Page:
By 1900, when frontier violence and the dangers from disease had abated, many mission stations had become well-run and well-watered settlements, serene under a...

  7. Part II The Benevolent Empire and the Social Gospel

    • 7 The “Native Question” and the Benevolent Empire
      (pp. 103-115)

      While missionaries were debating segregation in the church, South African settlers were asking whether their interests as whites required segregation in the broader society. Africans who were flooding the burgeoning cities offered whites new supplies of cheap labor, and simultaneously threatened their social and political hegemony. Missionaries, too, discerned new opportunities and dangers in African urbanization: newly concentrated populations offered a field for efficient evangelization, but also the danger of moral, social, and even physical degeneration among African converts.

      In 1903, shortly after the British had conquered the Afrikaner Republics in the Anglo-Boer War, Lord Alfred Milner, the British High...

    • 8 A Christian Coalition of Paternal Elites
      (pp. 116-131)

      The Benevolent Empire of missionary endeavor attracted a number of prominent allies who often called themselves, and were called by others, “men of good will” or “friends of the native.” Among these allies were university scholars, secular educators, government bureaucrats, black politicians and intellectuals, and a few white politicians, who were linked, in turn, to similar overseas elites in Great Britain and the United States—church leaders and international mission activists, foundation officers, self-appointed experts on “race relations,” academics, and certain British colonial officials.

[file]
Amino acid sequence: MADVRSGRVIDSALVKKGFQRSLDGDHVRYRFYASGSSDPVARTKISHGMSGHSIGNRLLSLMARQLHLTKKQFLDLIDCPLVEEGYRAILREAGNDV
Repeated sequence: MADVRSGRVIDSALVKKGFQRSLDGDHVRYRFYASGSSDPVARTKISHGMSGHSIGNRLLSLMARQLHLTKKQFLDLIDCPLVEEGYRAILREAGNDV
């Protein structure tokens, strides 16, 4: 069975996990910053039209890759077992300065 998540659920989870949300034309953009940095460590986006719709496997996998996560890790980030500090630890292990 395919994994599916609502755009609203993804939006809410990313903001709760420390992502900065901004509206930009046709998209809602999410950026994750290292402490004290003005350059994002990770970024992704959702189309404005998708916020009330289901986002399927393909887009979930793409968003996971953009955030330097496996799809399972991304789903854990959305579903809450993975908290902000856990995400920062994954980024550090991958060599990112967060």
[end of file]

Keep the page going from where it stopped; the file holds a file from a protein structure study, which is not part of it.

The Benevolent Empire and its network of allies was larger and better-funded than any other organization...

    • 9 The Social Gospel: The Ideology of the Benevolent Empire
      (pp. 132-148)

      The Social Gospel seeped into South African Christianity almost unnoticed, and, perhaps for this reason, has been all but ignored by historians. In the early decades of the twentieth century, many missionaries in South Africa were expanding their faith into sponsorship of social change. Some missionaries, particularly the Americans, called this the Social Gospel. In South Africa, a few called it Social Christianity. Most gave it no name at all. Yet before the Second World War, few intellectual developments in South Africa had greater influence on black white relations.¹

      Early twentieth-century missionaries in South Africa produced little independent theological reflection...

    • 10 High Point of the Christian Alliance: A South African Locarno
      (pp. 149-162)

      By the 1920s, whites had become alarmed by unrest among urban Africans. Several strikes by blacks had been easily suppressed between 1913 and 1920, but the subsequent emergence of a radical black union leader, Clements Kadalie, and growing militancy among the mission-educated members of the South African Native National Congress (renamed the African National Congress in 1923), had stirred white fears. In 1921, the “Israelites” of Enoch Mgijima’s millenarian church defied government orders to vacate their encampment at Bulhoek, near Queenstown, and were massacred by the police; the incident offered a grim confirmation of whites’ fears of black Christianity. To...

    • 11 The Enemies of the Benevolent Empire: Gelykstelling Condemned
      (pp. 163-178)